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Southern, central China rains kill 21, force 700,000 from homes (07/06/09)

BEIJING, July 6 (Xinhua) -- Torrential rains and floods in southern and central China have left at least 21 people dead and two missing.

More than 700,000 people have been relocated as downpours have destroyed houses, flooded crops, cut power, damaged roads and caused rivers to overflow, according to the latest figures from the provinces of Hunan, Fujian, Jiangxi and Guangdong as well as the Guangxi Zhuang Autonomous Region.

In Guangxi, a child was killed and another five were injured Sunday in a landslide when they were playing in the house in Hengxian County, Nanning City, officials said Monday.

In Guangxi's Rongshui county, 62 schools were flooded, and about 300 students were trapped in a boarding school. Most of the students had been taken home by their parents as of Monday morning, while the school was preparing to send home the remaining 17, whose parents were mostly migrant workers.

In Guangxi 328,400 people were relocated because of the rainstorms, said the regional civil affairs department.

As of Monday night, more than 11,000 homes in Guangxi had been toppled and 158,780 hectares of crops were damaged. Direct economic losses from the rains stood at 1.7 billion yuan (250 million U.S. dollars), according to the department.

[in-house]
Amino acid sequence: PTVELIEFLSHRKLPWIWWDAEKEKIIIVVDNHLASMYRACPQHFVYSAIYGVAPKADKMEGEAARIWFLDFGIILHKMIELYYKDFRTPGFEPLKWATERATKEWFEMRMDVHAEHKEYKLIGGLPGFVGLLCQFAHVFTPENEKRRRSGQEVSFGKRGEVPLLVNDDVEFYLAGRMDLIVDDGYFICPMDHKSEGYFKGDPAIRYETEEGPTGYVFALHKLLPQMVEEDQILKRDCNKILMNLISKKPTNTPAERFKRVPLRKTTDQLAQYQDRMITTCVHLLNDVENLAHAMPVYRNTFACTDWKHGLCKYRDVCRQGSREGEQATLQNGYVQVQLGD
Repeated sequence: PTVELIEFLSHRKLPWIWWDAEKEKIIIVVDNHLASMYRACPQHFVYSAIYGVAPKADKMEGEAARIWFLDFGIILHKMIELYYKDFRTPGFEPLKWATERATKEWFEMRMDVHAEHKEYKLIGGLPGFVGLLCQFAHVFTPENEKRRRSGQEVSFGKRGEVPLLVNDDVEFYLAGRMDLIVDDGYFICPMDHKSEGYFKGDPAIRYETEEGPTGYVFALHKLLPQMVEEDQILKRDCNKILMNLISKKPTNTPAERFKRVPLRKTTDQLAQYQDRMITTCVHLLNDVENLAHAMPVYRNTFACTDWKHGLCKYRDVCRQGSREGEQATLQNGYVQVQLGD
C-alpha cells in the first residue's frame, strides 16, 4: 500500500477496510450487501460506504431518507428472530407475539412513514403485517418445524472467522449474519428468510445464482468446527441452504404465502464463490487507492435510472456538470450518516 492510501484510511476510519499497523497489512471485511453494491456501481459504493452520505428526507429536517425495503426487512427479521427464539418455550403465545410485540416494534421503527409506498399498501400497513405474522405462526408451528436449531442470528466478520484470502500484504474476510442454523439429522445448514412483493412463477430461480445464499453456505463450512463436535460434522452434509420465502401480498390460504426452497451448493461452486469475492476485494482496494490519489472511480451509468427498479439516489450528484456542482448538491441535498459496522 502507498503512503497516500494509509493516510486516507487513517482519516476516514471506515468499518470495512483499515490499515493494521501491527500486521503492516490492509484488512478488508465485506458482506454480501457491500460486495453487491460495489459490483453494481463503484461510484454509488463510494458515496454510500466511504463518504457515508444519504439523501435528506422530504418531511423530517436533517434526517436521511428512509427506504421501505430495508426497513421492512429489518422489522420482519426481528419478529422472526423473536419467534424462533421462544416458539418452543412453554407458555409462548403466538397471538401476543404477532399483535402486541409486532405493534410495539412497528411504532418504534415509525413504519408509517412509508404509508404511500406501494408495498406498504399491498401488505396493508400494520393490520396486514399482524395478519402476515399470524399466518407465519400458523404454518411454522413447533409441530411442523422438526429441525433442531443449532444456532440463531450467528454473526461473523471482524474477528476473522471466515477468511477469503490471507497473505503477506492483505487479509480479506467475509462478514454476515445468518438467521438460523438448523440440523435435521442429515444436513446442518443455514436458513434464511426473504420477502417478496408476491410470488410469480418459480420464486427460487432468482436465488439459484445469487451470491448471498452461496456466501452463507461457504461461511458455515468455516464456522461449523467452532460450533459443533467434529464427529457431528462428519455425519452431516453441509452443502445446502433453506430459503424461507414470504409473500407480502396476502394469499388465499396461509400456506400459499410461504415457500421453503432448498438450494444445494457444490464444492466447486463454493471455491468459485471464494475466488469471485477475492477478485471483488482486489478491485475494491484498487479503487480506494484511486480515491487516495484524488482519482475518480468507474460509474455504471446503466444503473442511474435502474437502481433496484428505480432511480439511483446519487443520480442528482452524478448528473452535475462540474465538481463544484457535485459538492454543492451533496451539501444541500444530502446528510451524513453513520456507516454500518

In the tourist city of Guilin, traffic on 38 highways had been cut off as the highways were damaged by rain.

In central China's Hunan Province, eight people died and 140,000 were forced out of their homes, according to the provincial flood control office.

In Fujian Province, five people died and two are missing.

In Jiangxi Province, three people who were previously reported as missing have been confirmed dead, bringing the province's death toll to five. About 230,000 people had to flee their homes.

The flood control headquarters in Jiangxi said Sunday night that crops on 200,000 hectares of farmland have been damaged and thousands of homes toppled. Direct economic losses were estimated at 3.13 billion yuan (458.9 million U.S. dollars).

In Guangdong Province, two construction workers were killed by a collapsed wall.

In Guizhou, 82 roads were broken by landslides triggered by rainstorms since the end of June, most of which reopened as of Monday. However, a provincial highway was still broken, officials said.

The government was repairing the road, but it was difficult because of the large number of landslides, said Guo Zhihuai, a Guizhou road bureau official.

China is among the countries most plagued by natural disasters, with 70 percent of its cities and 50 percent of its 1.3 billion people living in areas vulnerable to one or more kinds of natural disasters.

China has suffered major natural calamities, including torrential floods in the Yangtze River valley in 1998, severe droughts in Sichuan Province and Chongqing Municipality in 2006, winter storms in southern China early last year, and the massive May 12 earthquake last year.

The United Nations said natural disasters caused nearly 110 billion U.S. dollars of damage in China last year.

 


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